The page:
2000 riders struck out starting just after 7:30am saturday. around 31 miles it seems that many of us hit tired and frustrated. but we pressed on and got our second and third winds thanks to multiple rest stops serving cold drinks along the way. it was noon when the first of our group reached the lunch spot (at 50 miles, i think). ridiculously salty pasta has never tasted so good.

crossing the finish line at pennecamp was exhilarating… and it didn’t hurt to have a welcoming committee armed with a cooler of cold beer.

what a great way to raise money for a worthy cause. lots of pics on this one.


because you're the best ...

a little too consumed with work and (like kendra) gearing up for the big ride tomorrow to write anything intelligible, but ... i can't explain how excited i am that i made my fundraising goal.

thanks to mom & dad, my two brothers (and their families), snake, tony, cocoa, and kristy...

if i could give you all a gigantic hug and kiss right now i would! thank you. thank you. thank you!

i'll be thinking about all of you tomorrow... particularly around 40 miles in when my lungs feel like they're going to collapse and my legs feel like mush.

(and for those who don't already know, that's amy's lovely design)


patience and virtue

in my teen years, i’d tease my father that i was going to name my first-born child patience, as a constant reminder to him that patience is a virtue. perhaps not surprising, in his retirement years he’s developed greater time-related serenity. should i ever have a child, i suppose this will be to her/his benefit – a name like that would just be pure torture.

i, on the other hand, now often wonder if patience isn’t only useful when one is waiting for water to boil. maybe it’s less virtuous and more a useless way of prolonging well-deserved action or even simple satisfaction. waiting …

::my boss left the company months ago. since that time i’ve been patiently doing his job – and mine – (and awaiting a decision on possible promotion) without the authority/compensation to match the responsibility/pressure.

::at the end of the day, when there is but a single ounce of energy to give, it rarely goes to the perfectly diligent. rather, the final tasks tend to be the ones that will get the annoying guy to stop calling ten times a day. the annoying guy gets his stuff done, because waiting patiently for someone to return an email/call only causes one to miss a deadline.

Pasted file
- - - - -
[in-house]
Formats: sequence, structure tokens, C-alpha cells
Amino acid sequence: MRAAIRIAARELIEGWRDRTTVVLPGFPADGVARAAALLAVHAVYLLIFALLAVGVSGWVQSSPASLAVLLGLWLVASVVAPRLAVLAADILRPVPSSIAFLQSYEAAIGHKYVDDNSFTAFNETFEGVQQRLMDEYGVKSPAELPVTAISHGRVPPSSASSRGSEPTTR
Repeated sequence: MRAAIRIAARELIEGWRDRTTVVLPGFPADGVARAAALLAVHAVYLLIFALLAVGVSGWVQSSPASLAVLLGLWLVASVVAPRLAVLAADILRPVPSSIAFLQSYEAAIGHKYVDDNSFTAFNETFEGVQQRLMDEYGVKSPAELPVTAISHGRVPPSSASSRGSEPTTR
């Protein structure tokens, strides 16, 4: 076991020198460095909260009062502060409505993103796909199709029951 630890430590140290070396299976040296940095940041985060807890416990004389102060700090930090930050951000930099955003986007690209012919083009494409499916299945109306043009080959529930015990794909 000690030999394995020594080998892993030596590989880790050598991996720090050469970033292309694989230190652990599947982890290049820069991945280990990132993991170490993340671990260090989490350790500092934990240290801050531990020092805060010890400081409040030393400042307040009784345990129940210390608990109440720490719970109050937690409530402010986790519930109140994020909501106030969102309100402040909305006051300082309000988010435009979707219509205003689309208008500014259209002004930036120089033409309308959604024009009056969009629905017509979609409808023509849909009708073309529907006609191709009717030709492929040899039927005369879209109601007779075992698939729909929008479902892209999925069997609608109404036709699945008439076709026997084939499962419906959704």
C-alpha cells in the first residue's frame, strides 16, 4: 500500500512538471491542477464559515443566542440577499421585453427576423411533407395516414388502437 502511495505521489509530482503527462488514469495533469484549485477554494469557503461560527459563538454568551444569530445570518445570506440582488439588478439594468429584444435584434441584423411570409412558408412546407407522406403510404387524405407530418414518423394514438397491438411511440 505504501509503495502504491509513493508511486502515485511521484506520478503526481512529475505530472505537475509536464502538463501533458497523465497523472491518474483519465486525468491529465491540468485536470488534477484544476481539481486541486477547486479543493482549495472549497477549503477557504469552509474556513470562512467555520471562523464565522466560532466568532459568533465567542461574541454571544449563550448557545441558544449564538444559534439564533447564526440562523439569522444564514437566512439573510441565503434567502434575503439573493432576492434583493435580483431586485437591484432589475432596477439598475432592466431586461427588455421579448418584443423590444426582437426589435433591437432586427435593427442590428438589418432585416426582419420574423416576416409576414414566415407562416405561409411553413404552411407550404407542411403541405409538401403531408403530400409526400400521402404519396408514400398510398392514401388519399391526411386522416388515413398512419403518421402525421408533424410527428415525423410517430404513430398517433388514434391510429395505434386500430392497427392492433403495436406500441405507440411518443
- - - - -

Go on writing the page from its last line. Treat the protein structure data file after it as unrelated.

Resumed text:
what’s your take? and does the same apply on a personal level?


they might be old school geeks

talk about a throwback. they might be giants played in ft. lauderdale last night. the venue is one that has been in town for years. as i stood on the mezzanine level watching the guys play, i was utterly nostalgic.

eleven or so years back, when the place was the edge – or was it the chili pepper then – i was there with the girl who would become my first girlfriend. i think we were seeing toad the wet sprocket. apparently we hadn’t fully had the revelation at that point, because as we downed a six pack of zima (don’t laugh, you know you drank them at least once with jolly ranchers) we made a bet about who would be able to kiss a random boy first. ridiculous, right? but for some reason fun at the time. i’ll blame it on alcohol-influenced youth.

the show also made me think of close friends who i do not see often enough and who were were with me in tallahassee the first time i saw tmbg live.

i love live music – particularly when the crowd is large – because i don’t know of anything else that makes so many strangers so happy at the same time and in each other’s presence. the crowd at tmbg was one of the best i’ve ever been in. everyone was smiling and happy … it’s otherwise unheard of, really: lots of strangers smiling. in general and at each other. and i don’t mean happy in that pumping fist in the air ‘yeah man that band f*ing rocked’ sort of way. it was more of a shared knowing smile that said, ‘wow, these guys are crazy witty, and damn good musicians.’

i bet they were the biggest geeks in high school.


a silver lining?

with even a glimpse of this weekend’s news, it seems protests abound -

: hundreds of thousands gathered in nyc to voice opposition to the war in iraq. tom engelhardt’s mother jones commentary provides a good report on the motley group who attended this demonstration – from grandmothers to radical cheerleaders
: throngs gathered on the mall in dc calling for action to end the genocide in darfur
:immigrants are called to boycott the economic machine to show their force in our country and promote legalization

thinking back on demonstrations i attended in the past, i have mixed emotions. on one hand there, is great pride that comes with being part of a gathering calling for positive action and a hope from someone powerful – even if that means a greater number of americans – to take notice and take action. on the other hand, (please excuse the blasphemy) low media exposure and a common sea of faces sometimes made the gatherings feel more like well-intentioned (but essentially useless) street parties.

but even as an armchair cheerleader for the current wave of demonstrations, i’m confronted with a new hope that people are actually starting to take notice of growing injustices. these protests are receiving better media exposure and seem to be getting notice – and some participation – from politicians.

is it too much to hope for that, despite the destruction caused by the current administration, there may be a silver lining in the form of greater public interest and action?